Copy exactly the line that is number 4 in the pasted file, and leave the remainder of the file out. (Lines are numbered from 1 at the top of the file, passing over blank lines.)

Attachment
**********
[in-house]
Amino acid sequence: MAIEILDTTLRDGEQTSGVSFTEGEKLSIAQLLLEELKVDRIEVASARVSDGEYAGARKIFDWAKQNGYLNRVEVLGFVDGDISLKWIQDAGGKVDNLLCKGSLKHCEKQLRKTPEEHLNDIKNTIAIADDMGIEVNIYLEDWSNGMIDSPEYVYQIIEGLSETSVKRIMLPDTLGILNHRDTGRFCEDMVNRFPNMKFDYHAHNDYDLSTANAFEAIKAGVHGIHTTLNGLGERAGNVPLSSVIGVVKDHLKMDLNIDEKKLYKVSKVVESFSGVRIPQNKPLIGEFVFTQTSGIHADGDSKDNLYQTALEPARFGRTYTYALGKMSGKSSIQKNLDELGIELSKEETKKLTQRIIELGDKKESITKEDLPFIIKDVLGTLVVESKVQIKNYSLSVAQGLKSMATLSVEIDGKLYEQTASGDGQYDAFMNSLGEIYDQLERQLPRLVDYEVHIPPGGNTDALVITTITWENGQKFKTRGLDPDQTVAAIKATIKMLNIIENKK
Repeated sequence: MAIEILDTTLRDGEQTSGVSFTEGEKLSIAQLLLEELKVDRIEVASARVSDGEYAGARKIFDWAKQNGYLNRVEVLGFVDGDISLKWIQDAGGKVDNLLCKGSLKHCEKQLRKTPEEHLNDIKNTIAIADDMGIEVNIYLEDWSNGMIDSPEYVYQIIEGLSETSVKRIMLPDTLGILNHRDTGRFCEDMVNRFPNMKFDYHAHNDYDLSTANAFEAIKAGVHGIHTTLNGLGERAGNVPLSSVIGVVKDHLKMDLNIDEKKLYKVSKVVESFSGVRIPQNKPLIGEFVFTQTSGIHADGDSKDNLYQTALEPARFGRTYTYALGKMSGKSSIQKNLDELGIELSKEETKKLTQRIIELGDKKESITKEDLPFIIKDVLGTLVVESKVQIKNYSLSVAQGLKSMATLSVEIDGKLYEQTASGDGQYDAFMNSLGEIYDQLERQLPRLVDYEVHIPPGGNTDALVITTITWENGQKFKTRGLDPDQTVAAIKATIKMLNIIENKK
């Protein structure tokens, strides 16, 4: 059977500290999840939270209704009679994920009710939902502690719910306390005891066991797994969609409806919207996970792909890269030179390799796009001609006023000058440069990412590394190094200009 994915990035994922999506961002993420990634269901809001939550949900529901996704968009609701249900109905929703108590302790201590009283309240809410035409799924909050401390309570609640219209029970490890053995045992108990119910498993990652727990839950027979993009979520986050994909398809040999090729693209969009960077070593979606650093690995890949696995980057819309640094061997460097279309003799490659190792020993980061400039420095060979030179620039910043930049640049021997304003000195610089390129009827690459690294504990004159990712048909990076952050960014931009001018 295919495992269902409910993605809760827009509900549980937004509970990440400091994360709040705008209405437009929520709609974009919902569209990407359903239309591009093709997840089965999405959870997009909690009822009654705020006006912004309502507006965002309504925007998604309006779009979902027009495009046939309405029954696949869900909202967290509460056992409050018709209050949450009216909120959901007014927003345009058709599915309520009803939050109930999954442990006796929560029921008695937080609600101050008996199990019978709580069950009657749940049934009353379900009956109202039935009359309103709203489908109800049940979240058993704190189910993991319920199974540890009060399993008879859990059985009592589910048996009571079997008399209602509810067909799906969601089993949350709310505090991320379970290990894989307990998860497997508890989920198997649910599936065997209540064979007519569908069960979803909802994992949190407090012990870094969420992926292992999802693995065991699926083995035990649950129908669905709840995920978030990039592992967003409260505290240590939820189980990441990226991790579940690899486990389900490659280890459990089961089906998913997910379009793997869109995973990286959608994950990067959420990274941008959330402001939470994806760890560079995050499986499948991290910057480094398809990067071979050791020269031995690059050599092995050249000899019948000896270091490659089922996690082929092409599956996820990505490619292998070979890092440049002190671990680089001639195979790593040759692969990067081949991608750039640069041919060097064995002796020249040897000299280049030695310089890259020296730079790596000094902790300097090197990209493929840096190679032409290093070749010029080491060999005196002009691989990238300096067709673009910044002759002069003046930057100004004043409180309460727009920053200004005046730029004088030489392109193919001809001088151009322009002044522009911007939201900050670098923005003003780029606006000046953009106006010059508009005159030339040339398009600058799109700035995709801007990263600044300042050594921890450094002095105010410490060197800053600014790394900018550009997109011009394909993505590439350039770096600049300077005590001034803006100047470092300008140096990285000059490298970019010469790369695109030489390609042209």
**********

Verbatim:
């Protein structure tokens, strides 16, 4: 059977500290999840939270209704009679994920009710939902502690719910306390005891066991797994969609409806919207996970792909890269030179390799796009001609006023000058440069990412590394190094200009 994915990035994922999506961002993420990634269901809001939550949900529901996704968009609701249900109905929703108590302790201590009283309240809410035409799924909050401390309570609640219209029970490890053995045992108990119910498993990652727990839950027979993009979520986050994909398809040999090729693209969009960077070593979606650093690995890949696995980057819309640094061997460097279309003799490659190792020993980061400039420095060979030179620039910043930049640049021997304003000195610089390129009827690459690294504990004159990712048909990076952050960014931009001018 295919495992269902409910993605809760827009509900549980937004509970990440400091994360709040705008209405437009929520709609974009919902569209990407359903239309591009093709997840089965999405959870997009909690009822009654705020006006912004309502507006965002309504925007998604309006779009979902027009495009046939309405029954696949869900909202967290509460056992409050018709209050949450009216909120959901007014927003345009058709599915309520009803939050109930999954442990006796929560029921008695937080609600101050008996199990019978709580069950009657749940049934009353379900009956109202039935009359309103709203489908109800049940979240058993704190189910993991319920199974540890009060399993008879859990059985009592589910048996009571079997008399209602509810067909799906969601089993949350709310505090991320379970290990894989307990998860497997508890989920198997649910599936065997209540064979007519569908069960979803909802994992949190407090012990870094969420992926292992999802693995065991699926083995035990649950129908669905709840995920978030990039592992967003409260505290240590939820189980990441990226991790579940690899486990389900490659280890459990089961089906998913997910379009793997869109995973990286959608994950990067959420990274941008959330402001939470994806760890560079995050499986499948991290910057480094398809990067071979050791020269031995690059050599092995050249000899019948000896270091490659089922996690082929092409599956996820990505490619292998070979890092440049002190671990680089001639195979790593040759692969990067081949991608750039640069041919060097064995002796020249040897000299280049030695310089890259020296730079790596000094902790300097090197990209493929840096190679032409290093070749010029080491060999005196002009691989990238300096067709673009910044002759002069003046930057100004004043409180309460727009920053200004005046730029004088030489392109193919001809001088151009322009002044522009911007939201900050670098923005003003780029606006000046953009106006010059508009005159030339040339398009600058799109700035995709801007990263600044300042050594921890450094002095105010410490060197800053600014790394900018550009997109011009394909993505590439350039770096600049300077005590001034803006100047470092300008140096990285000059490298970019010469790369695109030489390609042209």